Medan is the last stage on the K.L.M. route proper, the remaining routes being operated either by combined services of the company and of those of the K.N.I.L.M. (Koninklijke Nederlandsch Indische Luchtvaart Maatschappij, or Royal Netherlands Indies Airways), or by the K.N.I.L.M. Solely.
THE K.L.M. ROUTE TO THE FAR EAST. During the winter months the track followed to Athens is nearly 200 miles longer than the summer route, which is via Leipzig, Vienna and Budapest. This greater distance, however, is justified by the finer weather generally experienced when the aircraft are flying via Marseilles and Naples. After Athens the route is th2 same for winter and summer services.
The main route crosses the Malacca Strait again, to Singapore. After an hour at Medan the passenger resumes his seat and the aeroplane takes off at 2.30 p.m., to fly the 390 miles to Singapore in two hours twenty-five minutes. Because of the difference in the local times the aeroplane lands at 5.45 p.m. The fifth night is spent at Singapore. The next morning the Douglas takes off at 6 a.m. and again crosses the Strait, to Sumatra, covering the 303 miles to Palembang in two hours five minutes, although the local time on arrival is only 7.45 a.m. A direct service from Medan to Palembang is flown to link with the mail steamer from the neighbouring port of Belawan to Holland; this route avoids Singapore.
Palembang lies on and partly in the River Musi, as some of the dwellings are on land, others are on rafts moored to the shore, and yet others are on piles. It is an important air, sea, railway and river junction. The aeroplane leaves at 8.15 a.m. and crosses the end of Sumatra and the sea, landing at Batavia, the famous port of the island of Java, 277 miles distant, in one hour forty-five minutes. The arrival by local time is 10.30 a.m., for again the passenger is in another time zone. Bandoeng, Java, sixty-six miles farther, is reached in thirty minutes.
From Bandoeng the K.N.I.L.M. services carry the passenger to Samarang and Surabaya, in Java, and then across the strait to Bali and across the sea to Macassar, in Celebes.
Bangkok is the air junction for the Air France route to Saigon and to Hanoi. From Hanoi other air liners go to China to connect with the flying boats to the Philippines, Honolulu and San Francisco. Singapore provides connexion with the Qantas section of the Imperial Airways route to Australia.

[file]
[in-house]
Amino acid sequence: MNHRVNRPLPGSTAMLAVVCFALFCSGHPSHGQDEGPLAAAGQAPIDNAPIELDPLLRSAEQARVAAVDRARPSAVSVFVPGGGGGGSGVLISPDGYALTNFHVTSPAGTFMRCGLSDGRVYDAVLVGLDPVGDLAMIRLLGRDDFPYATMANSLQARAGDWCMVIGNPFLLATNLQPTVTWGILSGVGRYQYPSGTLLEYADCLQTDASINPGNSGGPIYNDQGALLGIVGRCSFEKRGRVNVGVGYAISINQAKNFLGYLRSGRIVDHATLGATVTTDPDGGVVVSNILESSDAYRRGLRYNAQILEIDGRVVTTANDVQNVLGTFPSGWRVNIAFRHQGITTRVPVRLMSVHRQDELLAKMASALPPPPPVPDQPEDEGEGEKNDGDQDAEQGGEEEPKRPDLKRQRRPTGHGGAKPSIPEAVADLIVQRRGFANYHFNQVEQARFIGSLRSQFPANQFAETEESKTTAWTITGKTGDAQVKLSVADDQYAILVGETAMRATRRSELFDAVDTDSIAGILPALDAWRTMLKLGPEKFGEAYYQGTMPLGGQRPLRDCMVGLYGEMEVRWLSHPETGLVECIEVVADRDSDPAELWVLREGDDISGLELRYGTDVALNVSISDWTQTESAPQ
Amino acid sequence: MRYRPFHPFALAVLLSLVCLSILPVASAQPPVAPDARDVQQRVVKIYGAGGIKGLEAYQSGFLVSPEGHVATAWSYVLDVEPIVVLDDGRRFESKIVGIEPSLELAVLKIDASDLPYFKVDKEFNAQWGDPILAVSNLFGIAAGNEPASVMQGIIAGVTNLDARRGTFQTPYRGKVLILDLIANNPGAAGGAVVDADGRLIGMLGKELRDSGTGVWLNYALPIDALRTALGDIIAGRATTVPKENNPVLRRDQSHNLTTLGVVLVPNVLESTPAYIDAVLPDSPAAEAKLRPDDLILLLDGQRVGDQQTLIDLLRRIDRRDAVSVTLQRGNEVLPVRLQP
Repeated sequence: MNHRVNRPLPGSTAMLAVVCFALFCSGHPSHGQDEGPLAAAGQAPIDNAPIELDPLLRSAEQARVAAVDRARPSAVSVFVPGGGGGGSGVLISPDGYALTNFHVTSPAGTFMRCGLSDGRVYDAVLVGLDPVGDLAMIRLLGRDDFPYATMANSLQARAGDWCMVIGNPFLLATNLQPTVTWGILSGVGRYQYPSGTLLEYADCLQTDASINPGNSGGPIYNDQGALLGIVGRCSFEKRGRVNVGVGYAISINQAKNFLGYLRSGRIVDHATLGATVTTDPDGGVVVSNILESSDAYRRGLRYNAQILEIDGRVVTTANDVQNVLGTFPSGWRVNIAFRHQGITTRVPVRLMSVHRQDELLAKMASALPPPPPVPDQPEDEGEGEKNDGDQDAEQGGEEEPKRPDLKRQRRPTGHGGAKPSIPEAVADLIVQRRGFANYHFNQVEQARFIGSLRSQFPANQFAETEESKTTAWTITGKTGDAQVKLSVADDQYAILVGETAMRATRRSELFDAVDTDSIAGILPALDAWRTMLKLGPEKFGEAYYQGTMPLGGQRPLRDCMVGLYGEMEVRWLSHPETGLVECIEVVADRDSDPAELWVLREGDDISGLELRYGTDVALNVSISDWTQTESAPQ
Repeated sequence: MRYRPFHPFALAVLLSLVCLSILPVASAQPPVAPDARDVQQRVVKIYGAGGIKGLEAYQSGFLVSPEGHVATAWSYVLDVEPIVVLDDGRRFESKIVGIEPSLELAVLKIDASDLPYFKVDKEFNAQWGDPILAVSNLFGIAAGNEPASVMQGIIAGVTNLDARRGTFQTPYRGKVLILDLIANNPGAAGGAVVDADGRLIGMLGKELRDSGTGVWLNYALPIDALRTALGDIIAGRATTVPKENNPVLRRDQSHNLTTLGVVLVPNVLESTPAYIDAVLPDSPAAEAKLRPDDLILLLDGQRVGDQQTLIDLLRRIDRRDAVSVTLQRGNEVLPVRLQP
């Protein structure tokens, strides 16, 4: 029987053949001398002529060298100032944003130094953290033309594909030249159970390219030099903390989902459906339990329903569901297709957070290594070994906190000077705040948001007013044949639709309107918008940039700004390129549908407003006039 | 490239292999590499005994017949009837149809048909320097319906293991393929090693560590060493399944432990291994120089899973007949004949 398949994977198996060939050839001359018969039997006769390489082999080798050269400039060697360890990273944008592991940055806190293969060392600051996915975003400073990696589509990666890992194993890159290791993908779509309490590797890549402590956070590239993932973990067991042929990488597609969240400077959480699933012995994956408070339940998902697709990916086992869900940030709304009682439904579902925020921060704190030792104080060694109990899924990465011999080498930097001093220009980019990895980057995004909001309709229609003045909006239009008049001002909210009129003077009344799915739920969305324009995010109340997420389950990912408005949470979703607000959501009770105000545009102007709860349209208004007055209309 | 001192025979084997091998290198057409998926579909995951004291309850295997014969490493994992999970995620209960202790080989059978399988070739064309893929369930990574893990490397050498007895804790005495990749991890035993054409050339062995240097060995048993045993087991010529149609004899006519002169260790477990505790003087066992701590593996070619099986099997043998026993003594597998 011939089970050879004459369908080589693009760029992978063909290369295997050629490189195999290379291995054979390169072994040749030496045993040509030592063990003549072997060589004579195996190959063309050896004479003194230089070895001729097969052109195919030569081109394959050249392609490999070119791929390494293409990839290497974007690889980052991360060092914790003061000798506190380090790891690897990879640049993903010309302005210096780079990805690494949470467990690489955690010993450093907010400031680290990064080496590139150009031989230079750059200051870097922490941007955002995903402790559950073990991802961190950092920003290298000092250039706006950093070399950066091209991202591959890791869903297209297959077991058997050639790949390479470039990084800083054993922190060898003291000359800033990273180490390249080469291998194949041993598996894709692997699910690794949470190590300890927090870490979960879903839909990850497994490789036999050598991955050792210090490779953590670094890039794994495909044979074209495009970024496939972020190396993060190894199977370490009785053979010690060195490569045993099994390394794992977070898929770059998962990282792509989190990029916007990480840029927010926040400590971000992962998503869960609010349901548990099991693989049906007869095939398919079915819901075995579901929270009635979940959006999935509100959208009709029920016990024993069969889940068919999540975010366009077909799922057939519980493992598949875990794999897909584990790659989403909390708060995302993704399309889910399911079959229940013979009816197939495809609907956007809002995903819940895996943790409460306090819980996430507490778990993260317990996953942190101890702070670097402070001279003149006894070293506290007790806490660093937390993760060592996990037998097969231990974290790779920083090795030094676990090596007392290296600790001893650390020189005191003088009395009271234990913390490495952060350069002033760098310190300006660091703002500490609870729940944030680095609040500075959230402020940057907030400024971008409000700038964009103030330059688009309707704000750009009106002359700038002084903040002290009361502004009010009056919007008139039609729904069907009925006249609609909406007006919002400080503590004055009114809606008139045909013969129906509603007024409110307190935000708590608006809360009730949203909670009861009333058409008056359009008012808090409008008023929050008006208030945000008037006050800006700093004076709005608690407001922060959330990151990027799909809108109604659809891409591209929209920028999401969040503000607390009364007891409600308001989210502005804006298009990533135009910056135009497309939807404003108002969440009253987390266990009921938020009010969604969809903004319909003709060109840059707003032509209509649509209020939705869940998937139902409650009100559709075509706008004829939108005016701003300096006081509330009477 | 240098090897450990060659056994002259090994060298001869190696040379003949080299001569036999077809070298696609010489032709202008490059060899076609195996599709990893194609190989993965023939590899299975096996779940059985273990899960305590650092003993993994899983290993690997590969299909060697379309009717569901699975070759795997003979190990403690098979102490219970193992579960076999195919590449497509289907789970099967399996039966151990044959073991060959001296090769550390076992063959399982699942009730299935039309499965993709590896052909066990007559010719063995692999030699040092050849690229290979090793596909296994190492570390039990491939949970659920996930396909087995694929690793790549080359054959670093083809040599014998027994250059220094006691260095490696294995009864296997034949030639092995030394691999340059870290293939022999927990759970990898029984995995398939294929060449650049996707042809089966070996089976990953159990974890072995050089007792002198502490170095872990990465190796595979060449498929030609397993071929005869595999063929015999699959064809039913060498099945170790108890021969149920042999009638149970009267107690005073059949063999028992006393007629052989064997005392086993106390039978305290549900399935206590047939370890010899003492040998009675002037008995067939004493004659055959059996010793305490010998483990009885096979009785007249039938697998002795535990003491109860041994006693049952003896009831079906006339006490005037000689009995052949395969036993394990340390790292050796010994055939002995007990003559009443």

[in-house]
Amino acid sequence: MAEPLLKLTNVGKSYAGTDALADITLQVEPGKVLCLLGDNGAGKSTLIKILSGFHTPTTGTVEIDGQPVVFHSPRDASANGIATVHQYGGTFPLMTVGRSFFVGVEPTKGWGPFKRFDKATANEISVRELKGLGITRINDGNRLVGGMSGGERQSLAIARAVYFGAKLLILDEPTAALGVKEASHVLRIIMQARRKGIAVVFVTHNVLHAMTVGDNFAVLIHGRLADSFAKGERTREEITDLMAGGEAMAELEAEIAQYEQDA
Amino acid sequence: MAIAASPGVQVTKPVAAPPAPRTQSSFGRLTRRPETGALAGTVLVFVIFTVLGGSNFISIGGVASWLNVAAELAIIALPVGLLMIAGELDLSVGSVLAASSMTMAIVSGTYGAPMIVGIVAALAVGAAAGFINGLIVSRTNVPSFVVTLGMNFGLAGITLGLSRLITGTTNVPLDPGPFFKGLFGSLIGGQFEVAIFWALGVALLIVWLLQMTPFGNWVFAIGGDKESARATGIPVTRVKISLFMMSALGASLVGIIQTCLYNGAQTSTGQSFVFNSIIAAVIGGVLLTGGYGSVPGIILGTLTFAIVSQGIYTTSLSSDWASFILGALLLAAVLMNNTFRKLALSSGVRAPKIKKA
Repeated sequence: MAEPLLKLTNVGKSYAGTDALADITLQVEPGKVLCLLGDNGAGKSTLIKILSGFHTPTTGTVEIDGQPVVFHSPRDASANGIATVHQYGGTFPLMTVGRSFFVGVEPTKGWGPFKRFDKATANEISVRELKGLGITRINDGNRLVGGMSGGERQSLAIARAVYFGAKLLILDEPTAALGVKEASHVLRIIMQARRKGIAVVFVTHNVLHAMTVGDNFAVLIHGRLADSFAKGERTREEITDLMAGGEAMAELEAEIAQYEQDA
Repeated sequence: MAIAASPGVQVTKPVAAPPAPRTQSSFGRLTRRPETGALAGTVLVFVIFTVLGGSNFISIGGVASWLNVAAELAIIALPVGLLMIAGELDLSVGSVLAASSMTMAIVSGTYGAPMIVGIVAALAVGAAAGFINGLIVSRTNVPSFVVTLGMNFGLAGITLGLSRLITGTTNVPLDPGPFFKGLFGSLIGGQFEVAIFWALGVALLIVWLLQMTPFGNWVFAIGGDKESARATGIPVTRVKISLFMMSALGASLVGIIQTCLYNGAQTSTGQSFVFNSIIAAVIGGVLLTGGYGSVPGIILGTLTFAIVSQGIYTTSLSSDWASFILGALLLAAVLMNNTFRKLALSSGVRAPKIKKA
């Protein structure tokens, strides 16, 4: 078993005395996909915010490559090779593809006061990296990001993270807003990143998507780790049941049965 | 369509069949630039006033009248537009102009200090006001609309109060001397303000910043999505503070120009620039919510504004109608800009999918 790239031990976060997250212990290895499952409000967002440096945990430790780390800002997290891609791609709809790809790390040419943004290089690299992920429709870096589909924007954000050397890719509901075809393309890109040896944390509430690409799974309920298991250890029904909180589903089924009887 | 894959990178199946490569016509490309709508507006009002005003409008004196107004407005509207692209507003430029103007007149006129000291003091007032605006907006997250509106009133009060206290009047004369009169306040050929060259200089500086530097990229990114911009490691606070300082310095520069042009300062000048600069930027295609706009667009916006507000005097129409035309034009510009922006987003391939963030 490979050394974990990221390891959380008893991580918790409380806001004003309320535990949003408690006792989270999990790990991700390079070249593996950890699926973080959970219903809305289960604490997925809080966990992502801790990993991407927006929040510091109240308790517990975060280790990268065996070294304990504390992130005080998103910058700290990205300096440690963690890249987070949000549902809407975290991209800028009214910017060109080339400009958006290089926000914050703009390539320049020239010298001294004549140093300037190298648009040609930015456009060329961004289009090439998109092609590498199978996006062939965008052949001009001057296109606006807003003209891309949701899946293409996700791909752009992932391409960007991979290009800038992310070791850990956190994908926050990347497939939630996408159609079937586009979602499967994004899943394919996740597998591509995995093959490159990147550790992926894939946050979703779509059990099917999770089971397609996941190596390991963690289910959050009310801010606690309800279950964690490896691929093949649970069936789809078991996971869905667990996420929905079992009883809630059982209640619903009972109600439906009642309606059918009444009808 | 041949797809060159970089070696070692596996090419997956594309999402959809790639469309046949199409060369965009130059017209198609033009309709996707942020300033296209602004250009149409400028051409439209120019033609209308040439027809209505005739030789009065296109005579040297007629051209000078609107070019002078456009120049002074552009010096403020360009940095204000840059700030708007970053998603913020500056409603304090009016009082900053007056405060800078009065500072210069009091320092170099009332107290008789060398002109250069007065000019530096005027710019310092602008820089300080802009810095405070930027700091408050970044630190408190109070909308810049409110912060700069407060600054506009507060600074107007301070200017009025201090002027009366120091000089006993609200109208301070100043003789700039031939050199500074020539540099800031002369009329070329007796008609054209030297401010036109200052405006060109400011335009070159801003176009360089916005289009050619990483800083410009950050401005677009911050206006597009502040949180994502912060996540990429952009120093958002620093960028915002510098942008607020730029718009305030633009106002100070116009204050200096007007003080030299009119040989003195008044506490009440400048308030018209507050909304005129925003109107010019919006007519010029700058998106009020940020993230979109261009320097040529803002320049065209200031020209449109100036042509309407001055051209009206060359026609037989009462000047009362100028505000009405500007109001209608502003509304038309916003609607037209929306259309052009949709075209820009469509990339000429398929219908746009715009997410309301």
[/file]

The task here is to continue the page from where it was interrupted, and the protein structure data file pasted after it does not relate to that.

The following is a selection of fares from London (at the time of writing); Calcutta, single £108, return £194 8s.; Rangoon, single £120, return £216; Bangkok, single £140, return £252; Penang, single £150, return £270; Singapore, single £156, return £280 16s.; Batavia, single £170, return £306.
In the homeward direction from Bandoeng the stages are: first day Medan, second day Rangoon, third day Jodhpur, fourth day Basra, fifth day Athens, Amsterdam being reached on the afternoon of the sixth day.
On the European routes there are many well established K.L.M. services. There are services between Amsterdam and London, either direct or via Rotterdam; also between Amsterdam and Paris, either direct or via Rotterdam and Brussels. The “Blue Danube Air Express” links Rotterdam, Prague, Vienna and Budapest; the “Berlin Air Express” Amsterdam and Berlin. By the “Scandinavian Air Express” passengers fly from Amsterdam to Copenhagen and Stockholm. Other cities and towns in direct air communication with Amsterdam include Frankfurt, Manchester, and Liverpool, as well as various places in Holland.
South American Air Links
In the West Indies the services link the Dutch islands of Curacao and Aruba, where vast quantities of petroleum are prepared, for tankers, with La Guaira, Coro and Maracaibo in Venezuela, and with Trinidad and Barbados. These services connect with those of Pan American Airways to the United States and to South America.
A new air service is to be operated in the Far East by the K.N.I.L.M. and Pan American Airways between Batavia and Manila, in the Philippine Islands. Manila is an air junction. Here the Pan American flying boats which cross the Pacific connect with Sikorsky flying boats to Hong Kong. The service from the Netherlands East Indies to Manila will enable passengers from Australia and the East Indies to fly to Hong Kong without going, as at present, via Indo-China. It will also enable them to fly via Manila and Honolulu to the United States.
The pioneer flight to the Dutch East Indies was made by a single-engined Fokker machine in 1924. After years of experiment the company began regular services on this route in 1930. The enterprise of the Dutch in developing the route stimulated other countries, because the speeds attained were so high that other countries revised their schedules. In 1934 a K.L.M. air liner took part in the air race from Mildenhall (Suffolk) to Melbourne, and this machine, a DC-2, piloted by K. D. Parmentier and J. J. Moll, showed that air liners were able to fly at almost the speed of an aeroplane built specially for racing.
A DUTCH MACHINE AT MILAN AERODROME, ITALY. Milan is on the K.L.M route from Amsterdam to Rome. Frankfurt, Germany, is also on this route. The aeroplane is a DC-2, of American design. Like the K.L.M. DC-3s, the DC-2s are built under licence in Holland by the Fokker Company. Seats for fourteen passengers are normally provided in machines of this type.